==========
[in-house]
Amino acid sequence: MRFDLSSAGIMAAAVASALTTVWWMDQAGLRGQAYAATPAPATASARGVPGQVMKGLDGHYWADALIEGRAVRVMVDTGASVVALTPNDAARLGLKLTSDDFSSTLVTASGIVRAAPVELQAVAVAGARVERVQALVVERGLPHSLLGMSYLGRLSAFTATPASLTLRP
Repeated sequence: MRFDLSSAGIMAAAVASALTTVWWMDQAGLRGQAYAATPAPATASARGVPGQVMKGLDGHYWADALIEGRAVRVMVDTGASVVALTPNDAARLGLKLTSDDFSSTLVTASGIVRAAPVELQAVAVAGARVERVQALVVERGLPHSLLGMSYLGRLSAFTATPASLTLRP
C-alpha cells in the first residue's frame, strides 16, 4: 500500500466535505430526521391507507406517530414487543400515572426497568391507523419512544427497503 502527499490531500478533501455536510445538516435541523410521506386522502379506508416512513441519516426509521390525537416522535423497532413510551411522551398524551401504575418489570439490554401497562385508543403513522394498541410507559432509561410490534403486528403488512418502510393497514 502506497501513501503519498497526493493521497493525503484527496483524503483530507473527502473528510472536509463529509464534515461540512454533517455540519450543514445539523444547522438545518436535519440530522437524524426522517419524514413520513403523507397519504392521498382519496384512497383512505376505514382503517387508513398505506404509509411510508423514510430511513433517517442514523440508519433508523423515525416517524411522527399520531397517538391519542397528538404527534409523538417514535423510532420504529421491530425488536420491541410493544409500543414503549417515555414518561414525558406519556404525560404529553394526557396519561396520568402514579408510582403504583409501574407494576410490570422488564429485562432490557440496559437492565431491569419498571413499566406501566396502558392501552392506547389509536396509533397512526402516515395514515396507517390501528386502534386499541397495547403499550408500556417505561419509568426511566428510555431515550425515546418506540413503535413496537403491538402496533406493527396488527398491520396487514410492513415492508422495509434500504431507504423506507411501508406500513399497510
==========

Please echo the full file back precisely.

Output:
[in-house]
Amino acid sequence: MRFDLSSAGIMAAAVASALTTVWWMDQAGLRGQAYAATPAPATASARGVPGQVMKGLDGHYWADALIEGRAVRVMVDTGASVVALTPNDAARLGLKLTSDDFSSTLVTASGIVRAAPVELQAVAVAGARVERVQALVVERGLPHSLLGMSYLGRLSAFTATPASLTLRP
Repeated sequence: MRFDLSSAGIMAAAVASALTTVWWMDQAGLRGQAYAATPAPATASARGVPGQVMKGLDGHYWADALIEGRAVRVMVDTGASVVALTPNDAARLGLKLTSDDFSSTLVTASGIVRAAPVELQAVAVAGARVERVQALVVERGLPHSLLGMSYLGRLSAFTATPASLTLRP
C-alpha cells in the first residue's frame, strides 16, 4: 500500500466535505430526521391507507406517530414487543400515572426497568391507523419512544427497503 502527499490531500478533501455536510445538516435541523410521506386522502379506508416512513441519516426509521390525537416522535423497532413510551411522551398524551401504575418489570439490554401497562385508543403513522394498541410507559432509561410490534403486528403488512418502510393497514 502506497501513501503519498497526493493521497493525503484527496483524503483530507473527502473528510472536509463529509464534515461540512454533517455540519450543514445539523444547522438545518436535519440530522437524524426522517419524514413520513403523507397519504392521498382519496384512497383512505376505514382503517387508513398505506404509509411510508423514510430511513433517517442514523440508519433508523423515525416517524411522527399520531397517538391519542397528538404527534409523538417514535423510532420504529421491530425488536420491541410493544409500543414503549417515555414518561414525558406519556404525560404529553394526557396519561396520568402514579408510582403504583409501574407494576410490570422488564429485562432490557440496559437492565431491569419498571413499566406501566396502558392501552392506547389509536396509533397512526402516515395514515396507517390501528386502534386499541397495547403499550408500556417505561419509568426511566428510555431515550425515546418506540413503535413496537403491538402496533406493527396488527398491520396487514410492513415492508422495509434500504431507504423506507411501508406500513399497510